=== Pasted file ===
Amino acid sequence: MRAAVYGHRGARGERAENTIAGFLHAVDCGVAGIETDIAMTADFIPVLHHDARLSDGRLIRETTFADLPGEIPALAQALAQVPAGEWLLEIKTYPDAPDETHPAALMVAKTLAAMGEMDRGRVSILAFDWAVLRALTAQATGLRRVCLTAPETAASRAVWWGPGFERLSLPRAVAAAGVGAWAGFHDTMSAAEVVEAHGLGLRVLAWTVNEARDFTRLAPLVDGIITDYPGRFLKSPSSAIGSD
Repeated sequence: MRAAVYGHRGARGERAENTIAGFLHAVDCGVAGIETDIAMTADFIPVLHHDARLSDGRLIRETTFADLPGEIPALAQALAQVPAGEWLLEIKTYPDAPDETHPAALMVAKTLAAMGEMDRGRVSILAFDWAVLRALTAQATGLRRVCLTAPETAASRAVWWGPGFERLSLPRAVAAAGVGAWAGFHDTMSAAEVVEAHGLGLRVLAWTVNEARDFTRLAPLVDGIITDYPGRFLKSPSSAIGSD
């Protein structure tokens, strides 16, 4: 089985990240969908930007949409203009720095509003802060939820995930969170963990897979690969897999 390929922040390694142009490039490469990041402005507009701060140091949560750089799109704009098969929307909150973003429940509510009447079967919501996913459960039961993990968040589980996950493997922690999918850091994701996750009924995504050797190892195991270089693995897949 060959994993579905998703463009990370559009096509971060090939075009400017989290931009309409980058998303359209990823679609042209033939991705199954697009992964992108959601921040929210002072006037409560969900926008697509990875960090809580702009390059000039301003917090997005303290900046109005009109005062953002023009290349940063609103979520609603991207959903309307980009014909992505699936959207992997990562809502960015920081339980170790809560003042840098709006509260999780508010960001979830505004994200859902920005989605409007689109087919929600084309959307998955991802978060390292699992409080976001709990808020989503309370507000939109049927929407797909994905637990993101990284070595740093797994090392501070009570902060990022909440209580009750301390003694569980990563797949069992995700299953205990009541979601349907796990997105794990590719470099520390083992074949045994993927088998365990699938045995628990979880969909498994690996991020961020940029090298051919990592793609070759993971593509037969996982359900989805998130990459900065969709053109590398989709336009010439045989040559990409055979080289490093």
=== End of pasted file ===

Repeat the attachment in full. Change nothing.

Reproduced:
Amino acid sequence: MRAAVYGHRGARGERAENTIAGFLHAVDCGVAGIETDIAMTADFIPVLHHDARLSDGRLIRETTFADLPGEIPALAQALAQVPAGEWLLEIKTYPDAPDETHPAALMVAKTLAAMGEMDRGRVSILAFDWAVLRALTAQATGLRRVCLTAPETAASRAVWWGPGFERLSLPRAVAAAGVGAWAGFHDTMSAAEVVEAHGLGLRVLAWTVNEARDFTRLAPLVDGIITDYPGRFLKSPSSAIGSD
Repeated sequence: MRAAVYGHRGARGERAENTIAGFLHAVDCGVAGIETDIAMTADFIPVLHHDARLSDGRLIRETTFADLPGEIPALAQALAQVPAGEWLLEIKTYPDAPDETHPAALMVAKTLAAMGEMDRGRVSILAFDWAVLRALTAQATGLRRVCLTAPETAASRAVWWGPGFERLSLPRAVAAAGVGAWAGFHDTMSAAEVVEAHGLGLRVLAWTVNEARDFTRLAPLVDGIITDYPGRFLKSPSSAIGSD
């Protein structure tokens, strides 16, 4: 089985990240969908930007949409203009720095509003802060939820995930969170963990897979690969897999 390929922040390694142009490039490469990041402005507009701060140091949560750089799109704009098969929307909150973003429940509510009447079967919501996913459960039961993990968040589980996950493997922690999918850091994701996750009924995504050797190892195991270089693995897949 060959994993579905998703463009990370559009096509971060090939075009400017989290931009309409980058998303359209990823679609042209033939991705199954697009992964992108959601921040929210002072006037409560969900926008697509990875960090809580702009390059000039301003917090997005303290900046109005009109005062953002023009290349940063609103979520609603991207959903309307980009014909992505699936959207992997990562809502960015920081339980170790809560003042840098709006509260999780508010960001979830505004994200859902920005989605409007689109087919929600084309959307998955991802978060390292699992409080976001709990808020989503309370507000939109049927929407797909994905637990993101990284070595740093797994090392501070009570902060990022909440209580009750301390003694569980990563797949069992995700299953205990009541979601349907796990997105794990590719470099520390083992074949045994993927088998365990699938045995628990979880969909498994690996991020961020940029090298051919990592793609070759993971593509037969996982359900989805998130990459900065969709053109590398989709336009010439045989040559990409055979080289490093």